Are You Biased? is the Wrong Question

When you hear the word bias, what comes to mind? Racial prejudice? Or maybe you think of mainstream media or a particular political persuasion.  But I know… you’re not biased, right? Newsflash:  Yes, you are. We ALL are. People like to think that they don’t see color, gender or other social categories. But, recent studies indicate that none of us are truly “blind” to social groups. The human brain automatically makes note of people around us and it takes only very minor cues for our minds to form a judgment about them. It may be a person's gender or skin color. Even a person's name can conjure up stereotypical images. 

For example, we all have a natural propensity to want to be around people we can relate to – “people like me.” It’s a well-established bias called the affinity bias.  If we are honest, we have a really hard time contemplating the alternative. If affinity bias means being biased towards “people who make me comfortable” or “people who are like me,” then tucked away in the back of our minds are “people who are not like me” and “people who make me uncomfortable”-- even if it conflicts with our conscious value system.

Science suggests that we're hardwired to delude ourselves. It's called the bias blind spot. Simply put, a bias blind spot means that you rationally believe you are less biased than other people. As a result, you are less likely to be able to spot your own biases.

The question is not "Are you biased?"

The question is "How are you biased?"

In a 2015 study published in Management Science, researchers from Carnegie Mellon University, the City University London, Boston University and the University of Colorado, Boulder sought to determine how accurately we are able to identify our own biases. They discovered that not only are most of us really bad at it, but also that believing you are less biased than your peers has detrimental consequences on judgments and behaviors, such as accurately judging whether advice is useful.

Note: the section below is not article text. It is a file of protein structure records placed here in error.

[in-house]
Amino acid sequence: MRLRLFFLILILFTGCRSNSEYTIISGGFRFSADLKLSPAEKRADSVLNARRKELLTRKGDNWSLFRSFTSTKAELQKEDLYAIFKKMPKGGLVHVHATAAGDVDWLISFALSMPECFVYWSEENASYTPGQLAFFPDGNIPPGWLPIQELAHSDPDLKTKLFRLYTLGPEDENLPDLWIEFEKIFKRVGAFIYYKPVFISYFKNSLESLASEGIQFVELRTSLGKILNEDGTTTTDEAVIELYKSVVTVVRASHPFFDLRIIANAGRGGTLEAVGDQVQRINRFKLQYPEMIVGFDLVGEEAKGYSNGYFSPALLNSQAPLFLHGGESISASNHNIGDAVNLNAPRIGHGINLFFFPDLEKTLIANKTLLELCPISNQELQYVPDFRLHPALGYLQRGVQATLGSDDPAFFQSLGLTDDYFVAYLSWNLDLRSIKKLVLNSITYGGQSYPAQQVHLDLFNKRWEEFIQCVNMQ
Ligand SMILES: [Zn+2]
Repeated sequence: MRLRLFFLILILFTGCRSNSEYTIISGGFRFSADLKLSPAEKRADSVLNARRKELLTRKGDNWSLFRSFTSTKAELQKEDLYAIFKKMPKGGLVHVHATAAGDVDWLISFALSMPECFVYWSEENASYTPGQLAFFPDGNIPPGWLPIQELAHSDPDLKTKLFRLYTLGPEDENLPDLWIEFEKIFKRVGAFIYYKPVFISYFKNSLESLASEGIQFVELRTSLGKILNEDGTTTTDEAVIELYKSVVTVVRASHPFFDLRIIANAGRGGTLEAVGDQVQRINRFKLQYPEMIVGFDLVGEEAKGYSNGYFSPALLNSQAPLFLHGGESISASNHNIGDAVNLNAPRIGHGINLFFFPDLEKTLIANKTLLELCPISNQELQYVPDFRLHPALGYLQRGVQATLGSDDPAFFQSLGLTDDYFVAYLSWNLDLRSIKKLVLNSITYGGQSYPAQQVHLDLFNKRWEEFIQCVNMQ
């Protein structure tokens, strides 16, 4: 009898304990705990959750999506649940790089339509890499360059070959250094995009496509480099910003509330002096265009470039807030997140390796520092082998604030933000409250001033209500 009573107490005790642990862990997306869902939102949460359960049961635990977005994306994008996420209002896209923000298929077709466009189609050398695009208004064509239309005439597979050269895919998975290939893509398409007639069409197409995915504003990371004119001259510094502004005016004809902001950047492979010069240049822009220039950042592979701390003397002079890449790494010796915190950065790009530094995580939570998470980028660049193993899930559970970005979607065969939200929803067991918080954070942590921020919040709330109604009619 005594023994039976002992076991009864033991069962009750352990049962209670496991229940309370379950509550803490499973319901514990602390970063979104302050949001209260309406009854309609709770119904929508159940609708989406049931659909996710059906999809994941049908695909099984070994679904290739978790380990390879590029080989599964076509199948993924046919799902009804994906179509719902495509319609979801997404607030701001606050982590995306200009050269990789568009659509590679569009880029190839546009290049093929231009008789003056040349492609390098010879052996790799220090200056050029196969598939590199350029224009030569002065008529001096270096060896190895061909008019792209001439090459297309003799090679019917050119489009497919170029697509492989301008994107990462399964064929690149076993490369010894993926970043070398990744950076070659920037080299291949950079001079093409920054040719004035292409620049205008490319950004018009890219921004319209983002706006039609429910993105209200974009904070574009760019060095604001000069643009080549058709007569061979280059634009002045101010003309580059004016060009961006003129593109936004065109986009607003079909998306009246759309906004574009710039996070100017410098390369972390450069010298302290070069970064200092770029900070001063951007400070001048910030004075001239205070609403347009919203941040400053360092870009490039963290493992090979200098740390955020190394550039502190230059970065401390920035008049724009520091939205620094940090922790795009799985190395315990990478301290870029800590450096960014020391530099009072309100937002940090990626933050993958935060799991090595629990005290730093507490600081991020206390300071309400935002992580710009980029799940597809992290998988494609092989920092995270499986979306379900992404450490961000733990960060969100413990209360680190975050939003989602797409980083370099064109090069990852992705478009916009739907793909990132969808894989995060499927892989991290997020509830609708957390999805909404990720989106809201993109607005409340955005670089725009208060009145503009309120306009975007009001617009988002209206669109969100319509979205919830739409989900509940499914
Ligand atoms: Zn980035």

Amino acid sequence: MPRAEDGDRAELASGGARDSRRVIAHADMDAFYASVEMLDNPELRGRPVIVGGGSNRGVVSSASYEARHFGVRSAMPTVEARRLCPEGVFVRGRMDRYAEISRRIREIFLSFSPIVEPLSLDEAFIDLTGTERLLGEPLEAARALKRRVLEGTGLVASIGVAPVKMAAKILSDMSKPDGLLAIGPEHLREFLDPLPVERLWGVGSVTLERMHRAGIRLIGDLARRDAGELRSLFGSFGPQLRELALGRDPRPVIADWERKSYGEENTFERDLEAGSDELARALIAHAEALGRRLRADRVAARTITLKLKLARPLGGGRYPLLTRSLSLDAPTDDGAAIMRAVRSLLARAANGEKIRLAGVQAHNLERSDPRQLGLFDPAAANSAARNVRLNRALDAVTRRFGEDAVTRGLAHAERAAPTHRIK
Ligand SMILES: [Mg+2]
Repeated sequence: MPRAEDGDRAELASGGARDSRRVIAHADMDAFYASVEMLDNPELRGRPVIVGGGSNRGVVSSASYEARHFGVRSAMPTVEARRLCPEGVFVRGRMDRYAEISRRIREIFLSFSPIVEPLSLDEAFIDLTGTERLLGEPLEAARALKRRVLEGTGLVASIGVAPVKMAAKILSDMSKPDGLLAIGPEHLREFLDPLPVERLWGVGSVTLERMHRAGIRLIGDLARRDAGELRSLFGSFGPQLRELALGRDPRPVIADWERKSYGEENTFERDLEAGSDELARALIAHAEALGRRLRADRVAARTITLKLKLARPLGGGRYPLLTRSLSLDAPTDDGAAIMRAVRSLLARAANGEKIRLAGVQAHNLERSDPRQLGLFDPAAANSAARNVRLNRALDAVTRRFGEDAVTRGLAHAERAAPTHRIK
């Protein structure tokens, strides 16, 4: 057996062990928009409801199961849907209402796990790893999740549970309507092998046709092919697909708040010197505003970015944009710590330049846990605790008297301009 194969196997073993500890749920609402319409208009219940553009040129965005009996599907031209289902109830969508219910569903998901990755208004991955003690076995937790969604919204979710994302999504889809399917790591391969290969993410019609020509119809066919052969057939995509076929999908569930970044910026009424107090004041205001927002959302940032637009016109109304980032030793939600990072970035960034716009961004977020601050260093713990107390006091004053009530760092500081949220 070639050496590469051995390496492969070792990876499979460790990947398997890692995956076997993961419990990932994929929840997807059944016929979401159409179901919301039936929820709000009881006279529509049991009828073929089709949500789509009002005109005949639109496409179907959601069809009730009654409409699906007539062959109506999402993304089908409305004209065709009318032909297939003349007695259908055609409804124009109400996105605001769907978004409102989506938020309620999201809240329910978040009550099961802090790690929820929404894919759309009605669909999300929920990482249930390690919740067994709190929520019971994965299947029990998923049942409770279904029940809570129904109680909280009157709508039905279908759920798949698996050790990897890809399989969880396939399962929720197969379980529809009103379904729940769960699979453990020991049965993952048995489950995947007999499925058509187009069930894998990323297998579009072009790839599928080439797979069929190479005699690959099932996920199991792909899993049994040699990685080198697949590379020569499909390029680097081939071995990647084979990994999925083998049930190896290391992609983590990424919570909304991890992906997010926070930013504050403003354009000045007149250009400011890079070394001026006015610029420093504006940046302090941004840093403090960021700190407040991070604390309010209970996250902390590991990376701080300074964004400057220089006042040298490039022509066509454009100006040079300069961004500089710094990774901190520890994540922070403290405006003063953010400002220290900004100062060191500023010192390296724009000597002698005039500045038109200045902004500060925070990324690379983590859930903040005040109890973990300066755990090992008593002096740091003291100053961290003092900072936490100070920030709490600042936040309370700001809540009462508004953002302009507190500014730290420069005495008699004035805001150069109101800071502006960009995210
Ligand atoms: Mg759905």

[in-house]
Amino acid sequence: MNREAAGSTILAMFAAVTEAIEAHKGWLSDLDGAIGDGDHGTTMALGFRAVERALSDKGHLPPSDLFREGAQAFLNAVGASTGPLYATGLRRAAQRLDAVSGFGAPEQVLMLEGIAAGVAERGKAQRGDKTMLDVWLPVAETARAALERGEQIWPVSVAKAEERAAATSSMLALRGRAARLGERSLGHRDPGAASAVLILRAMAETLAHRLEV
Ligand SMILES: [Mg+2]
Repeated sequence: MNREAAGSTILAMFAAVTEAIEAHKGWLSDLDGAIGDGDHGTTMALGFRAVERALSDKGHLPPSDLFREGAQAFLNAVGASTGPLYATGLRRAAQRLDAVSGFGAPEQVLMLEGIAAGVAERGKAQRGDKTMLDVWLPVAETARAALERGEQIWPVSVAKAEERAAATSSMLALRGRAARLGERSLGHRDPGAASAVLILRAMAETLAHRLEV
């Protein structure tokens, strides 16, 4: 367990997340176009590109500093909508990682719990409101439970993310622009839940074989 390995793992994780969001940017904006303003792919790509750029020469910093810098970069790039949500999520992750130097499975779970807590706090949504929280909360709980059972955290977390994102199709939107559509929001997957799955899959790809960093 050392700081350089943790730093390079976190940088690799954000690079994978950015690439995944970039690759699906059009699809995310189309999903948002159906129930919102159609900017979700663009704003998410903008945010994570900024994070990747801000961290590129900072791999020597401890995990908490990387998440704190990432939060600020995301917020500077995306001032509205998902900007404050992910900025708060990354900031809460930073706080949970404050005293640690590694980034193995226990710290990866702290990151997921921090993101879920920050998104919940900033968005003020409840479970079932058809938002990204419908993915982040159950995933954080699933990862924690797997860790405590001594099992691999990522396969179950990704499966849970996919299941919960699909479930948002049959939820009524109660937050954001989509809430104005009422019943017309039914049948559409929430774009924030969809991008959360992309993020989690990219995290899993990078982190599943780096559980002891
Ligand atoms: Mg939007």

The most telling finding in the study was that everyone is affected by blind spot bias — only one adult out of 661 said that he/she is more biased than the average person. They also found that people with a high bias blind spot are the least receptive to the advice of peers or experts, and are least likely to learn from de-biasing training that could improve the quality of their decisions.

“People seem to have no idea how biased they are. Whether a good decision-maker or a bad one, everyone thinks that they are less biased than their peers,” said Carey Morewedge, one of the researchers from Boston University. “This susceptibility to the bias blind spot appears to be pervasive, and is unrelated to people’s intelligence, self-esteem, and actual ability to make unbiased judgments and decisions.”

  • Dunning Kruger EffectThe greater the bias blind spot people have, the less accurate they are at evaluating their own ability in comparison to others.
  • People with a greater bias blind spot are more likely to ignore advice or incorporate constructive criticism from others into their opinions and decisions.
  • People with a greater bias blind spot are less likely to learn from training or people who could help them identify their biases.

So, before you try to convince someone how unbiased you are, take a step back and remember that we all have a bias blind spot. The more you acknowledge it, the smaller it gets.

Download my free whitepaper to learn more about the

biases that may be undermining your organizational success. 

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